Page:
Despite these efforts, several studies have used the concept of principal cities and Metropolitan Statistical Area (MSA) provided by the U.S. Census Bureau only if the major interest lies not in defining the characteristics of urban and suburban areas; in other words, for data mining and conducting analyses for empirical studies. The U.S. Census Bureau defines suburbs as located ‘within metropolitan areas but outside of core cities’ [11,25]. Even though these approaches are useful for identifying the multi-nuclear aspects of metropolitan areas, the census definition does not perfectly match the conceptual definition since it includes the periphery of metropolitan areas, often called ‘exurban’, that frequently exceed the acceptable commuting distance.

2.2. Emerging Elderburbs and Issues

Forty years ago, Golant [26] projected that older adult residents would become concentrated in metropolitan areas, especially in the suburbs. His projection proved true for the first time in 1980. A great number of older people lived in the suburbs, 10.1 million, and 8.1 million in the central cities [27], and a trend was mainly reinforced by the many 1950s parents and baby boomers that have stayed in the suburbs and are now reaching retirement age [28]. Aging populations are a global trend, though they are especially a concern in the U.S. due to the development of ‘Elderburbia/Elderburbs’. Stafford [2] crafted this term to identify old suburbs with predominantly senior populations and worried a mismatch between their aging populations and typical suburban settings. Elderburbs (EB) discourage seniors from living actively and independently [29], since they need more accessibility to daily services and destinations that can be reached in a short distance [30], but traditional suburbs were originally built to suit the needs of young families with more mobility [31].
Despite the needs-space mismatch issue, older adults hesitate to move their residency. Older people have frequently expressed their desire to remain and grow old in their own communities [32,33]. According to Harrell and Houser [34], 48% of householders 65 years of age or older have lived in their current home for more than 20 years. The high residential stability of older people, often called ‘aging-in-place’ stems from reasons such as attachment to their homes and neighborhoods [33] and higher rates of home ownership [35]. In 2015, the homeownership rate of those 65-years-old and over accounted for about 78.7% nationwide, the highest proportion of all age groups; the average homeownership rate is 63.7%, while the lowest rate is 35.1% for those under 35 years old [36]. Homeownership and a sense of community are mutually complementary. Homeowners are usually more active in property management, community organizations, demands for city services benefitting their economic interests, and other activities [37]. These activities lead to greater social interaction, a sense of community, and a psychological identification of neighborhood among the older adults who age in place [38]. In turn, increased social capital due to the longer tenure of older adults leads to higher residential stability [39,40,41]. Enhanced social capital is more critical for seniors than for younger families because of the declining capacity for independent living among older people [42]. Social support and emotional connections from old neighbors make independent living possible for seniors [43]. Rosow [44] also concluded that areas with large concentrations of aged residents tend to be places where many opportunities for friendship and helping patterns can be found.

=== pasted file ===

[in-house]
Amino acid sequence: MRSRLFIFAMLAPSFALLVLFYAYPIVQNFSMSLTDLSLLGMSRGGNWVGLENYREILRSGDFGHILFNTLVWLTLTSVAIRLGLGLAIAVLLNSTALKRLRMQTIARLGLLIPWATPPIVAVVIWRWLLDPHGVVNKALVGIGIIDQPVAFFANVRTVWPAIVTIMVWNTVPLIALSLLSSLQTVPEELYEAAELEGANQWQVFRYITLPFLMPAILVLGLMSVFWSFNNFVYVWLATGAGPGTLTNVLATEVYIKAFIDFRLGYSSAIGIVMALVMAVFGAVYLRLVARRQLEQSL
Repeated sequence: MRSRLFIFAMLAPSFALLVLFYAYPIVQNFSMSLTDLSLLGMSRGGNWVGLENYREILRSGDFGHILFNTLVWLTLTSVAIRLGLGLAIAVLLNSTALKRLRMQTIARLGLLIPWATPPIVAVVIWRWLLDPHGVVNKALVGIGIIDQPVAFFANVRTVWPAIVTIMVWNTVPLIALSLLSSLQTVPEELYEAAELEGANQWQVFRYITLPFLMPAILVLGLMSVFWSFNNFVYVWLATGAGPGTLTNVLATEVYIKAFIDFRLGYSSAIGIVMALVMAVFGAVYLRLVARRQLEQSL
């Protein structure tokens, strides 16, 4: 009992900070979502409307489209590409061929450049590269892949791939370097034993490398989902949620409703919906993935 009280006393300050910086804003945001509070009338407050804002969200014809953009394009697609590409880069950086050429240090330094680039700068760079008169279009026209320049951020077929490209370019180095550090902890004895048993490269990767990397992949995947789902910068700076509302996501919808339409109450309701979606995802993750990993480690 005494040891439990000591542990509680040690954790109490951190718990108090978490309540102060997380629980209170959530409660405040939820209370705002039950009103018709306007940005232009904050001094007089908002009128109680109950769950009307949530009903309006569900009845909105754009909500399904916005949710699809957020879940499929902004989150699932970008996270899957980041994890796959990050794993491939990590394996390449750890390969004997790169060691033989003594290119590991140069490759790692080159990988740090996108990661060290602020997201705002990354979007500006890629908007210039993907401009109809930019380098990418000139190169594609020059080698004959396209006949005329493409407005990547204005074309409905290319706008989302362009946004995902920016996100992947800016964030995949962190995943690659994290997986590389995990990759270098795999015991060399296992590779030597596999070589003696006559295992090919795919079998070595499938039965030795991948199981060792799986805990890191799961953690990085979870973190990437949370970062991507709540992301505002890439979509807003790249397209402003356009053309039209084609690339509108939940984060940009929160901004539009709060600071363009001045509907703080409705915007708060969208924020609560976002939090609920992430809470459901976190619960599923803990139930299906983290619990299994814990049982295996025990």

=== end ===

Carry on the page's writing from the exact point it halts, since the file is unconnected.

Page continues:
By contrast, the high residential stability of the older population could not solely be the result of voluntary choice. Because of the low mobility of the elderly, they are less likely to move once they are settled in a place, due to the great expenditure of time and energy associated with moving [27]. Seniors in old suburbs also have difficulty selling their homes since the generations following the baby boomers have smaller populations, resulting in fewer housing demands [28]. The recent housing bubble has significantly reduced the chance for older adults to sell their houses in order to move to other places.
We find and will find more seniors in suburbs, whether voluntarily or non-voluntarily, which results in various issues. Some researchers argue that neighborhoods with dominant older populations tend to be more socially vulnerable to economic decline, lower home values, poverty, age segregation, or crime due to diversity in age composition [38,45,46]. By contrast, the recent large migration of retirees tend to find less vulnerable places such as age-segregated and comprehensively-planned gated communities for their migration destinations [47]. The retirement destination region known as the Sunbelt has experienced above-average employment and income growth due to the professional skills and capital assets brought by in-migrating retirees [48,49]. These benefits from migrating retirees help to mediate the socio-economic vulnerabilities of such regions.

2.3. Literature Gap